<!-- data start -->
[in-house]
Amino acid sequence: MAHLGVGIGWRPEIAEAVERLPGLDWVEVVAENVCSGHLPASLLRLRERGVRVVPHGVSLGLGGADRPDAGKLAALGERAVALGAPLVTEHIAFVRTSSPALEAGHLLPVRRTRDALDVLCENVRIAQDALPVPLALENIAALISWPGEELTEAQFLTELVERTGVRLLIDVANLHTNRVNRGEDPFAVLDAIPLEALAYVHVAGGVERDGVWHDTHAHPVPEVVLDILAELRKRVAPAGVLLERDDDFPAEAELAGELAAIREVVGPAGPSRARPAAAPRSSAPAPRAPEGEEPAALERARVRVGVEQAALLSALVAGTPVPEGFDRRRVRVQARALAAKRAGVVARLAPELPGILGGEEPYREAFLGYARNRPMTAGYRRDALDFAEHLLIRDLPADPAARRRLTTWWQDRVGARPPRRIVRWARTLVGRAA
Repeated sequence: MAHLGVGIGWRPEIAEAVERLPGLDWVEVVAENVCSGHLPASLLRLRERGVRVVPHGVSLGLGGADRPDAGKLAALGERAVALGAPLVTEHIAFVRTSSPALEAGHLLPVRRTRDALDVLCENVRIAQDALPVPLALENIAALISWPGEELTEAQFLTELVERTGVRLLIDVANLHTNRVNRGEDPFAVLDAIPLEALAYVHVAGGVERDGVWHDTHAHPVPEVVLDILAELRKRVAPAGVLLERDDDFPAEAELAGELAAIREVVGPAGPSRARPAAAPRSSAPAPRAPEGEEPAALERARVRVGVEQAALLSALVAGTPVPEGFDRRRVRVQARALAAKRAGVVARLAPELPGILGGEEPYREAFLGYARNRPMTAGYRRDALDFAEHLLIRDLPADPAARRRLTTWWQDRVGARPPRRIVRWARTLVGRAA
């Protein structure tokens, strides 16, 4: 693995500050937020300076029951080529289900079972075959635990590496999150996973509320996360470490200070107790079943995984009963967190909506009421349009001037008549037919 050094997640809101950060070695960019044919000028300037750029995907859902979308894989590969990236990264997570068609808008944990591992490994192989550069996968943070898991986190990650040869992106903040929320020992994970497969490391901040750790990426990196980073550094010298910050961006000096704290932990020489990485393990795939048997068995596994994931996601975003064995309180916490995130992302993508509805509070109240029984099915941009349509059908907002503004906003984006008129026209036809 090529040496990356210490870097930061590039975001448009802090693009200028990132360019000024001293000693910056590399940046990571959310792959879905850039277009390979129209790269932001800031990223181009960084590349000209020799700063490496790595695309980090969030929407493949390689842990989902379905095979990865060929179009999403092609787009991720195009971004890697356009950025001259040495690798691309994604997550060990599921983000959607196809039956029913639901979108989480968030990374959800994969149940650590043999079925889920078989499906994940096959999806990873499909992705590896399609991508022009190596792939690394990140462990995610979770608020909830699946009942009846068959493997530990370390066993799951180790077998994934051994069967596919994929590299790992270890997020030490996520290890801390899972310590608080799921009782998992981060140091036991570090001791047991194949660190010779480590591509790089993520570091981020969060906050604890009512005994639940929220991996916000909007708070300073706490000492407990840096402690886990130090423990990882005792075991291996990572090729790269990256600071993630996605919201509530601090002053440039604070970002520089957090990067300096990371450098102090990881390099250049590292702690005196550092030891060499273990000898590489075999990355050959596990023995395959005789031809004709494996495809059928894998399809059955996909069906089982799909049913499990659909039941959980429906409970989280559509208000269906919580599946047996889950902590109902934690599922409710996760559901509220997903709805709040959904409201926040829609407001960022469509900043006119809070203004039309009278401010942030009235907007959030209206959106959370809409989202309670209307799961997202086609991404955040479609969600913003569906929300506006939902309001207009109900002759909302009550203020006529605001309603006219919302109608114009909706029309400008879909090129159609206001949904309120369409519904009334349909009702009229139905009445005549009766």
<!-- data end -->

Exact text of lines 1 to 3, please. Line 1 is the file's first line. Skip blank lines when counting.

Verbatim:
[in-house]
Amino acid sequence: MAHLGVGIGWRPEIAEAVERLPGLDWVEVVAENVCSGHLPASLLRLRERGVRVVPHGVSLGLGGADRPDAGKLAALGERAVALGAPLVTEHIAFVRTSSPALEAGHLLPVRRTRDALDVLCENVRIAQDALPVPLALENIAALISWPGEELTEAQFLTELVERTGVRLLIDVANLHTNRVNRGEDPFAVLDAIPLEALAYVHVAGGVERDGVWHDTHAHPVPEVVLDILAELRKRVAPAGVLLERDDDFPAEAELAGELAAIREVVGPAGPSRARPAAAPRSSAPAPRAPEGEEPAALERARVRVGVEQAALLSALVAGTPVPEGFDRRRVRVQARALAAKRAGVVARLAPELPGILGGEEPYREAFLGYARNRPMTAGYRRDALDFAEHLLIRDLPADPAARRRLTTWWQDRVGARPPRRIVRWARTLVGRAA
Repeated sequence: MAHLGVGIGWRPEIAEAVERLPGLDWVEVVAENVCSGHLPASLLRLRERGVRVVPHGVSLGLGGADRPDAGKLAALGERAVALGAPLVTEHIAFVRTSSPALEAGHLLPVRRTRDALDVLCENVRIAQDALPVPLALENIAALISWPGEELTEAQFLTELVERTGVRLLIDVANLHTNRVNRGEDPFAVLDAIPLEALAYVHVAGGVERDGVWHDTHAHPVPEVVLDILAELRKRVAPAGVLLERDDDFPAEAELAGELAAIREVVGPAGPSRARPAAAPRSSAPAPRAPEGEEPAALERARVRVGVEQAALLSALVAGTPVPEGFDRRRVRVQARALAAKRAGVVARLAPELPGILGGEEPYREAFLGYARNRPMTAGYRRDALDFAEHLLIRDLPADPAARRRLTTWWQDRVGARPPRRIVRWARTLVGRAA